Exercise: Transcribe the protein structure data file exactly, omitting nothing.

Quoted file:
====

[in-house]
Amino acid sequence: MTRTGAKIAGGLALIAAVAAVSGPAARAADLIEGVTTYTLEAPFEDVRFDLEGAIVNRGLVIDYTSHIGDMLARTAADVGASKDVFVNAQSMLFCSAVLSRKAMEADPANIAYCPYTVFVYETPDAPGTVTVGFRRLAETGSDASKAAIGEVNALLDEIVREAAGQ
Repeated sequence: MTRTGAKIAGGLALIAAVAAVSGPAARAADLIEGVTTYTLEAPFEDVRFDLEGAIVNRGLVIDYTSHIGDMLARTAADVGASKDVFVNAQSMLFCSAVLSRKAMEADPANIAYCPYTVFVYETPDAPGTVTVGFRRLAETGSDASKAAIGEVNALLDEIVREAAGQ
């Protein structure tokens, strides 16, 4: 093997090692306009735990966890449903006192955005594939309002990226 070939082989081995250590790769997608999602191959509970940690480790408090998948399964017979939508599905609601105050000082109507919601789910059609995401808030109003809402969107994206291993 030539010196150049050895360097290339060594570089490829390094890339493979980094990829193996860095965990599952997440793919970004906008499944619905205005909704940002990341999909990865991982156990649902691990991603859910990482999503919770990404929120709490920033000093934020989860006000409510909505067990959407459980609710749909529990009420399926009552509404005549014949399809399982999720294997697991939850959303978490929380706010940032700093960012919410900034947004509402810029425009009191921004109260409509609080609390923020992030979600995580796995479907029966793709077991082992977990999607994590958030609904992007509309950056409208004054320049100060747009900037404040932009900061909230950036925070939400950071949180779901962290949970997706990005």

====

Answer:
[in-house]
Amino acid sequence: MTRTGAKIAGGLALIAAVAAVSGPAARAADLIEGVTTYTLEAPFEDVRFDLEGAIVNRGLVIDYTSHIGDMLARTAADVGASKDVFVNAQSMLFCSAVLSRKAMEADPANIAYCPYTVFVYETPDAPGTVTVGFRRLAETGSDASKAAIGEVNALLDEIVREAAGQ
Repeated sequence: MTRTGAKIAGGLALIAAVAAVSGPAARAADLIEGVTTYTLEAPFEDVRFDLEGAIVNRGLVIDYTSHIGDMLARTAADVGASKDVFVNAQSMLFCSAVLSRKAMEADPANIAYCPYTVFVYETPDAPGTVTVGFRRLAETGSDASKAAIGEVNALLDEIVREAAGQ
């Protein structure tokens, strides 16, 4: 093997090692306009735990966890449903006192955005594939309002990226 070939082989081995250590790769997608999602191959509970940690480790408090998948399964017979939508599905609601105050000082109507919601789910059609995401808030109003809402969107994206291993 030539010196150049050895360097290339060594570089490829390094890339493979980094990829193996860095965990599952997440793919970004906008499944619905205005909704940002990341999909990865991982156990649902691990991603859910990482999503919770990404929120709490920033000093934020989860006000409510909505067990959407459980609710749909529990009420399926009552509404005549014949399809399982999720294997697991939850959303978490929380706010940032700093960012919410900034947004509402810029425009009191921004109260409509609080609390923020992030979600995580796995479907029966793709077991082992977990999607994590958030609904992007509309950056409208004054320049100060747009900037404040932009900061909230950036925070939400950071949180779901962290949970997706990005």